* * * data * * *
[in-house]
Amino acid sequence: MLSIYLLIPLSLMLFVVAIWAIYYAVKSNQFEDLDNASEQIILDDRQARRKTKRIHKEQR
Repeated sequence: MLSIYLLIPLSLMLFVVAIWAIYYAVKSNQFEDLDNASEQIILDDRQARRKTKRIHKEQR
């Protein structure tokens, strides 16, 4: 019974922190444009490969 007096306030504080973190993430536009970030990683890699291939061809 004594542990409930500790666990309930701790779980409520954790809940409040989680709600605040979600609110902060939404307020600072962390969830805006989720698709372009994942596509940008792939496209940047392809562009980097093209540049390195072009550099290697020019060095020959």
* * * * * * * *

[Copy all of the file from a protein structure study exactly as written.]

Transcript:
[in-house]
Amino acid sequence: MLSIYLLIPLSLMLFVVAIWAIYYAVKSNQFEDLDNASEQIILDDRQARRKTKRIHKEQR
Repeated sequence: MLSIYLLIPLSLMLFVVAIWAIYYAVKSNQFEDLDNASEQIILDDRQARRKTKRIHKEQR
């Protein structure tokens, strides 16, 4: 019974922190444009490969 007096306030504080973190993430536009970030990683890699291939061809 004594542990409930500790666990309930701790779980409520954790809940409040989680709600605040979600609110902060939404307020600072962390969830805006989720698709372009994942596509940008792939496209940047392809562009980097093209540049390195072009550099290697020019060095020959």